Thursday, September 16, 2010

be they silk or worsted

Reading Jay Parini's The Last Station soon after writing that last post about Dickens, I start to think about the older writer's similes and metaphors, because Parini in this matter is an unDickens or an anti-Dickens. His metaphors fall into the story and out again without leaving a lasting impression. Meanwhile Dickens is a hot octopus, his tentacles start at one point and go out in all directions, clutching things together, so that Mr Tulkinghorn's clothes represent Mr Tulkinghorn's personality and behaviour, and the personality and behaviour represent the clothes.

He is of what is called the old school ... and wears knee-breeches tied with ribbons, and gaiters or stockings. One peculiarity of his black clothes and of his black stockings, be they silk or worsted, is that they never shine. Mute, close, irresponsive to any glancing light, his dress is like himself. He never converses when not professionally consulted.

The effect is so holistic that it changes the properties of light itself in a private zone around Mr Tulkinghorn's clothes -- "they never shine" -- and he becomes a kind of small planet with its own atmosphere and law. Dickens is a cosmology of these people, these characters who are Types rather than Stereotypes, extremely forceful and exaggerated. If a person is not already an eccentric then they become one because Dickens is writing them.

Meanwhile the Last Station author chops his metaphors off dead. Parini writes brief descriptions --

... the long serpentine drive with parallel rows of silver birches rising along it like an honour guard.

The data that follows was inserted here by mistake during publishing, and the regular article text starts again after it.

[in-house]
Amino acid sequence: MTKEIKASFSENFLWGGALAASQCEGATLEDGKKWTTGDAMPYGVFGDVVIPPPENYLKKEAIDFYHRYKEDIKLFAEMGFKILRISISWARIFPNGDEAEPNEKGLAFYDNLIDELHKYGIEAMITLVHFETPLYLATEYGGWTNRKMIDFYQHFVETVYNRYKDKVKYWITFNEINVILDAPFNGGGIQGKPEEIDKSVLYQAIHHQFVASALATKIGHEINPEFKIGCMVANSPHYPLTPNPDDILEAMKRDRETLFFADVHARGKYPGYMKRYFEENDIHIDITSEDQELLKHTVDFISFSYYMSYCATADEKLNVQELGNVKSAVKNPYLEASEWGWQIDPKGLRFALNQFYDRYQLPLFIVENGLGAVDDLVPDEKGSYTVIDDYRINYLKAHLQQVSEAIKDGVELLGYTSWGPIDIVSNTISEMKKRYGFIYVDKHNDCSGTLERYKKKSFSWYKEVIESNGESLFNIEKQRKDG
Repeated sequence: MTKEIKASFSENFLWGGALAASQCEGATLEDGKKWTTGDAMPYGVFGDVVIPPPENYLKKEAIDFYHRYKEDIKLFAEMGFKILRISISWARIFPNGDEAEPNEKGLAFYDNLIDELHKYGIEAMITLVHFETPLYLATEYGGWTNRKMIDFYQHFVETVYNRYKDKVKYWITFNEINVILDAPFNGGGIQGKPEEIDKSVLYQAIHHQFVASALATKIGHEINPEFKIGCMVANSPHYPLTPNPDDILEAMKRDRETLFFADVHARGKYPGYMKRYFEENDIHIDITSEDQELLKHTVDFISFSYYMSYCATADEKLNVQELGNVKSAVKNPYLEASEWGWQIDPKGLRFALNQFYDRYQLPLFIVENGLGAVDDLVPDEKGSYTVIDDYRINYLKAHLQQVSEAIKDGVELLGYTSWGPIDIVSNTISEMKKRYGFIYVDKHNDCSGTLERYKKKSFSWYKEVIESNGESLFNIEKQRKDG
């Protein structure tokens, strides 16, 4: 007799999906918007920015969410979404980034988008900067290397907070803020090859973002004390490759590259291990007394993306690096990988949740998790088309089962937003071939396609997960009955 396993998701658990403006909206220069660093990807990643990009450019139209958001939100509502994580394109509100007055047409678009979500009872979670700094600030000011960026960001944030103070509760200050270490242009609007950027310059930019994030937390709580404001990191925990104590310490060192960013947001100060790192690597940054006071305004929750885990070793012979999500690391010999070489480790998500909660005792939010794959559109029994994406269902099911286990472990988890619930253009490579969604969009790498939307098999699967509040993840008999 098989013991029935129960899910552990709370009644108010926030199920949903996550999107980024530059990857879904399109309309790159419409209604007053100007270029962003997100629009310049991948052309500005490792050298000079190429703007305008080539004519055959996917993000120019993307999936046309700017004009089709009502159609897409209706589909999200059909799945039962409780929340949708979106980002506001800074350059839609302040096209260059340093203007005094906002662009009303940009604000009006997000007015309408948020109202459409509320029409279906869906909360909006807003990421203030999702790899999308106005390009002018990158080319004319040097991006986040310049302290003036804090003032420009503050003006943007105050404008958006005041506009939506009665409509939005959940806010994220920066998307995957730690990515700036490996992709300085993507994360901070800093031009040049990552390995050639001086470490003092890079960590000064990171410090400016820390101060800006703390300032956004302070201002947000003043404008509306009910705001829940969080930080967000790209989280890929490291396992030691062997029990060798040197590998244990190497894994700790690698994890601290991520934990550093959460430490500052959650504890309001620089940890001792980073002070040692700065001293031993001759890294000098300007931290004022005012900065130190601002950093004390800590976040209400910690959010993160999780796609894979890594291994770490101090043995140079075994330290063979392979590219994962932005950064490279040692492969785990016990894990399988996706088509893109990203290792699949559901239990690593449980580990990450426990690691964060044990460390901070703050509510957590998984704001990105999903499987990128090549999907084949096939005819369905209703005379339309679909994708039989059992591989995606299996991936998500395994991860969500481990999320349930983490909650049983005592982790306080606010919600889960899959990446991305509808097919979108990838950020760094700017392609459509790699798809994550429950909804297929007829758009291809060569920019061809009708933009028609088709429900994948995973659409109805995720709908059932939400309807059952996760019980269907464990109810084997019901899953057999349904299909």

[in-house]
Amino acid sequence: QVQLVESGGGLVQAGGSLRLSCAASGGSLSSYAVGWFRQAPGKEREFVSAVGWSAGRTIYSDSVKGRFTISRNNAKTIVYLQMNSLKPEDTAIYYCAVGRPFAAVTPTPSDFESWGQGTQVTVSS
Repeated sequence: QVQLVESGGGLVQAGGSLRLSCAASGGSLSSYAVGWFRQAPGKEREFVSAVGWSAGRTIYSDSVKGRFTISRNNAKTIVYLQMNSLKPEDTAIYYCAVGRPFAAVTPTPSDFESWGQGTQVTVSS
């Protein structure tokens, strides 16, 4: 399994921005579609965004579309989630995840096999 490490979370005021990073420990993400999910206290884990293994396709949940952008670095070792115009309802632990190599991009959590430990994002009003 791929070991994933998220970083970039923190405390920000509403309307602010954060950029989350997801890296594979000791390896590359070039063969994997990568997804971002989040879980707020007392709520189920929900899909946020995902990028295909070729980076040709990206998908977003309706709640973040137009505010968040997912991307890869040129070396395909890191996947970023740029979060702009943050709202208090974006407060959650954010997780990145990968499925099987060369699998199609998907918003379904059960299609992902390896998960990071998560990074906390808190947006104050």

Varvara Mikhailova, who has the sensitivity of a granite monument

... each moment shines separately, like cobbles on a strand. One yearns to repossess them, and mourns their distance.

His fingers opened and closed mechanically, like the mandibles of an insect.

-- and never takes the idea further. Varvara Mikhailova's granite behaviour does not infect her clothes, as Tulkinghorn's behaviour infects his; she never does anything stonelike, her skin does not look hard, her manners are not monumental, and so this comparison to granite vanishes. The man connected to the insect-fingers is not insectlike, the scenery around him is not transformed sympathetically into a insect-nest, and the doctor who comes along in the next sentence to help him with his fearsome convulsions is not compared to a predatory and insectivorous bird, or to an ant helping the queen ant, or to anything else that might carry the idea of insects onwards. This is how he appears: "Dushan Makovitsky gave orders like a military captain." With that the idea of insects is utterly gone. The military captain has erased the insect, and the reader can expect that when the next metaphor or simile comes along it will obliterate the military captain.

Here we are. Three lines later Dushan is "a scientist."

Dushan remained cool and dispassionate, a scientist through and through.